After posting the HTS news report headlined “SLP wants threats against PM investigated” on his Facebook page, outgoing president of the National Youth Council, Timothy Ferdinand, wrote: “Disturbing. But reminds me of the swell in the atmosphere . . . the tsunami of frustration that permeates the air. Our governments in the region need to take this very seriously and quickly embark on a road to the restoration of hope and confidence in the hearts and minds of our youth.
“The CCYD 2010 report did speak to the growing hopelessness among youth and we have surely seen a spike in the rate of suicides and crime . . . again, very disturbing.”
The FB post in question centered around a young guest on Rick Wayne’s TALK who had recalled a conversation with his friends, one of whom said he felt like “killing the prime minister.”
The CCYD report that Ferdinand cited expressed grave concern about the “high levels of anger, hostility, depression, suicide, alienation and hopelessness, in particular among the 15 to 29 age cohort.”
This week I spoke with Ferdinand on the issue. “In light of the mentioned report,” he said, “it comes as no surprise that there is this climate of frustration among young people. Frustration and hopelessness among young people caused by unemployment.”
By Ferdinand’s account a recent World Bank Study (yet to be published) reveals that the unemployment rate for 2014 has risen to 47%.
“That, coupled with the economic situation and the crime rate, does not inspire in any way our young people.”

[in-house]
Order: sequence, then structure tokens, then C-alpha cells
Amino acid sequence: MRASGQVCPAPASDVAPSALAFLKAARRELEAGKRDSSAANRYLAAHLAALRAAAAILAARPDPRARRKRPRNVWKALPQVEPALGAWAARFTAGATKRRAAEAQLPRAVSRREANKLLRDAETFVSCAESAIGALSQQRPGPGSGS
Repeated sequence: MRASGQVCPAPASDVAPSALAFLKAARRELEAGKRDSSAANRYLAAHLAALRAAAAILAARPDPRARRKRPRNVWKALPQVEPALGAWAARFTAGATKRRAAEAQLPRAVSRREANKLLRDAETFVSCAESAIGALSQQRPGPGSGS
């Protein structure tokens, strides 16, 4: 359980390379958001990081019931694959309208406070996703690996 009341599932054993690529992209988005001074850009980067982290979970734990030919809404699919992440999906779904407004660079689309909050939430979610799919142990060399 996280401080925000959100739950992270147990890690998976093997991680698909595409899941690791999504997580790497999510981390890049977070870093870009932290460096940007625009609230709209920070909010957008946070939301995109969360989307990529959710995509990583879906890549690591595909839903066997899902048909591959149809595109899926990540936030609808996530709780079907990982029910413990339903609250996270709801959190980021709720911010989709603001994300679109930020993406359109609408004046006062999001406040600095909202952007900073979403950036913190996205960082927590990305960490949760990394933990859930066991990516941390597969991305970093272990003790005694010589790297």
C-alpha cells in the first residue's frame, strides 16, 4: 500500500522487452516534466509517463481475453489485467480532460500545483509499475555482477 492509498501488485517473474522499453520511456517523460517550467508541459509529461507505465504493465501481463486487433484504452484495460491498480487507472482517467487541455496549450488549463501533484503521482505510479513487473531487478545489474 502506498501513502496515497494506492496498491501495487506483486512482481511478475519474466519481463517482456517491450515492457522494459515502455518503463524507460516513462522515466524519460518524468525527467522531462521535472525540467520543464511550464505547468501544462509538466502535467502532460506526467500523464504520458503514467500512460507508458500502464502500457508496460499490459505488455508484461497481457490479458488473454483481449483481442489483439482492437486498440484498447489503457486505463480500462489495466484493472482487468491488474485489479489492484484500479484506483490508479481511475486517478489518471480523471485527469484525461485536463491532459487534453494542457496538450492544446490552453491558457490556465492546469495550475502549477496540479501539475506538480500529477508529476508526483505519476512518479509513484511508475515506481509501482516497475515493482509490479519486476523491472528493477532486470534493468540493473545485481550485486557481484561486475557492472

As an NGO, Ferdinand told the STAR, the NYC has been promoting a climate of entrepreneurship among young people.How ever, even that had its challenges due to lack of funding and the inability to source loans or start-up capital for small businesses.
“Another problem is employability,” Ferdinand says. “We are often unable to access jobs because of inexperience and employers are reluctant for various reasons to invest in training and internship.”
As for the education system, Ferdinand’s interaction with young people island-wide has revealed they consider it is woefully inadequate.
“This is a major issue,” said the NYC president. “Young people normally complain that the education system is not preparing them adequately for the world of work. We also have to consider the negative impact of globalization on jobs. Our youth are not being prepared to meet the demands of the technological age as they relate even to agriculture and tourism.”
Asked about the impact of partisan politics, also a concern of the CCYD, Ferdinand said: “Young people are basically fed up when it comes to politics. When we attend various fora we always end up arguing and discussing the issue of red or yellow. Young people see through the promises in the manifestoes, and the outlandish campaign pledges. The young people we have right now, the young leaders, have experienced past administrations and it is my hope that for the upcoming elections they will be able to make more informed decisions.”
Specific to the comments on last Thursday’s TALK, Ferdinand said: “The first thing I would state clearly to any young frustrated persons is that resorting to violence or harming or threatening another human being is wrong. There are avenues for expressing frustration and that is why you have pressure groups, NGOs and the right to organize peaceful protest.”
I asked: “If you were a leader, how would you handle desperate outbursts by obviously frustrated young people?”
“I am tempted not to comment on that one,” Ferdinand said with a chuckle. “Okay, first of all we must be able to put out the message that young persons should be careful how they express themselves. There has to be respect at all levels. But leadership also has to ensure citizens, especially young citizens, have avenues for free expression, which our Constitution guarantees. There is, too, the matter of human rights and due process. As reports and studies on such issues indicate in this regard, it leaves a lot to be desired.”